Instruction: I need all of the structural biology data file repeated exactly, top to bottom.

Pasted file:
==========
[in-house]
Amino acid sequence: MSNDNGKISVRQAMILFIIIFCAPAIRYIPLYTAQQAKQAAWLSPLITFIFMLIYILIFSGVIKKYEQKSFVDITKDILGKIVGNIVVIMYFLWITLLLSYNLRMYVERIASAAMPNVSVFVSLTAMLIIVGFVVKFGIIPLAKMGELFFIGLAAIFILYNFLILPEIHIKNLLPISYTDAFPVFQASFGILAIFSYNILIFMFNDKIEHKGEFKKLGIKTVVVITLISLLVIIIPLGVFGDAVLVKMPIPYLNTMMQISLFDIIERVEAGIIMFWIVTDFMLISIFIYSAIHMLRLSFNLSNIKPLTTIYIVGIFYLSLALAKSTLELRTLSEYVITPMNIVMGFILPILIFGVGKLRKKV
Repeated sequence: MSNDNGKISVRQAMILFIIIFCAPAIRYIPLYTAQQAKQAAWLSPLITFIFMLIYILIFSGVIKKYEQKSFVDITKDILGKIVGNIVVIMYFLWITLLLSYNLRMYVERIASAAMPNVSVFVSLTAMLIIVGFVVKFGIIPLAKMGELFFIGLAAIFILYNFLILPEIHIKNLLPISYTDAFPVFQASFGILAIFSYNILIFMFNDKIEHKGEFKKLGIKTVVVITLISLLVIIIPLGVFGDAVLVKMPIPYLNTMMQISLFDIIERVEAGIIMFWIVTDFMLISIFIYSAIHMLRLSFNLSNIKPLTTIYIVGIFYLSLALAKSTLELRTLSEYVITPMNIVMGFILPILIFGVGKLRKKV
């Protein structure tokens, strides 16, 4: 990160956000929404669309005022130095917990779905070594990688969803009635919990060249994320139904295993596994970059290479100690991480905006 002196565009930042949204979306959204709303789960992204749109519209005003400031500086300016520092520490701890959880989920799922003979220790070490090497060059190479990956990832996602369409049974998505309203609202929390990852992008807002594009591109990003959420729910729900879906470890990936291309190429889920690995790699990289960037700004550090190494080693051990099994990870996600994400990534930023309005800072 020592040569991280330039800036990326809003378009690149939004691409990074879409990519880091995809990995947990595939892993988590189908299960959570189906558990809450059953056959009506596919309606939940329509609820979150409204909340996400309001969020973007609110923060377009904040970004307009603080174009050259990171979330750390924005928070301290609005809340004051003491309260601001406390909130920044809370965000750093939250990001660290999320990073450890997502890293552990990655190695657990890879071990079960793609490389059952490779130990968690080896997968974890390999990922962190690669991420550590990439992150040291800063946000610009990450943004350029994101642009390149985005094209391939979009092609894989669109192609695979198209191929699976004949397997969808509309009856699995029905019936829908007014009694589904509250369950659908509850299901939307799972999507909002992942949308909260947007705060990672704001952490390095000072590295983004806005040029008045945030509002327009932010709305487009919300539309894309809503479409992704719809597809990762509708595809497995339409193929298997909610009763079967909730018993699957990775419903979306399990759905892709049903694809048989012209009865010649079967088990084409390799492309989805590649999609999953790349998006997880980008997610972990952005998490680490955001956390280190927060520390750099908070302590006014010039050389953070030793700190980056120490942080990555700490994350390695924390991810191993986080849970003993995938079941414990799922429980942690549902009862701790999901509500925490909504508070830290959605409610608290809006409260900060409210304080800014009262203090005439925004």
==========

[in-house]
Amino acid sequence: MSNDNGKISVRQAMILFIIIFCAPAIRYIPLYTAQQAKQAAWLSPLITFIFMLIYILIFSGVIKKYEQKSFVDITKDILGKIVGNIVVIMYFLWITLLLSYNLRMYVERIASAAMPNVSVFVSLTAMLIIVGFVVKFGIIPLAKMGELFFIGLAAIFILYNFLILPEIHIKNLLPISYTDAFPVFQASFGILAIFSYNILIFMFNDKIEHKGEFKKLGIKTVVVITLISLLVIIIPLGVFGDAVLVKMPIPYLNTMMQISLFDIIERVEAGIIMFWIVTDFMLISIFIYSAIHMLRLSFNLSNIKPLTTIYIVGIFYLSLALAKSTLELRTLSEYVITPMNIVMGFILPILIFGVGKLRKKV
Repeated sequence: MSNDNGKISVRQAMILFIIIFCAPAIRYIPLYTAQQAKQAAWLSPLITFIFMLIYILIFSGVIKKYEQKSFVDITKDILGKIVGNIVVIMYFLWITLLLSYNLRMYVERIASAAMPNVSVFVSLTAMLIIVGFVVKFGIIPLAKMGELFFIGLAAIFILYNFLILPEIHIKNLLPISYTDAFPVFQASFGILAIFSYNILIFMFNDKIEHKGEFKKLGIKTVVVITLISLLVIIIPLGVFGDAVLVKMPIPYLNTMMQISLFDIIERVEAGIIMFWIVTDFMLISIFIYSAIHMLRLSFNLSNIKPLTTIYIVGIFYLSLALAKSTLELRTLSEYVITPMNIVMGFILPILIFGVGKLRKKV
């Protein structure tokens, strides 16, 4: 990160956000929404669309005022130095917990779905070594990688969803009635919990060249994320139904295993596994970059290479100690991480905006 002196565009930042949204979306959204709303789960992204749109519209005003400031500086300016520092520490701890959880989920799922003979220790070490090497060059190479990956990832996602369409049974998505309203609202929390990852992008807002594009591109990003959420729910729900879906470890990936291309190429889920690995790699990289960037700004550090190494080693051990099994990870996600994400990534930023309005800072 020592040569991280330039800036990326809003378009690149939004691409990074879409990519880091995809990995947990595939892993988590189908299960959570189906558990809450059953056959009506596919309606939940329509609820979150409204909340996400309001969020973007609110923060377009904040970004307009603080174009050259990171979330750390924005928070301290609005809340004051003491309260601001406390909130920044809370965000750093939250990001660290999320990073450890997502890293552990990655190695657990890879071990079960793609490389059952490779130990968690080896997968974890390999990922962190690669991420550590990439992150040291800063946000610009990450943004350029994101642009390149985005094209391939979009092609894989669109192609695979198209191929699976004949397997969808509309009856699995029905019936829908007014009694589904509250369950659908509850299901939307799972999507909002992942949308909260947007705060990672704001952490390095000072590295983004806005040029008045945030509002327009932010709305487009919300539309894309809503479409992704719809597809990762509708595809497995339409193929298997909610009763079967909730018993699957990775419903979306399990759905892709049903694809048989012209009865010649079967088990084409390799492309989805590649999609999953790349998006997880980008997610972990952005998490680490955001956390280190927060520390750099908070302590006014010039050389953070030793700190980056120490942080990555700490994350390695924390991810191993986080849970003993995938079941414990799922429980942690549902009862701790999901509500925490909504508070830290959605409610608290809006409260900060409210304080800014009262203090005439925004």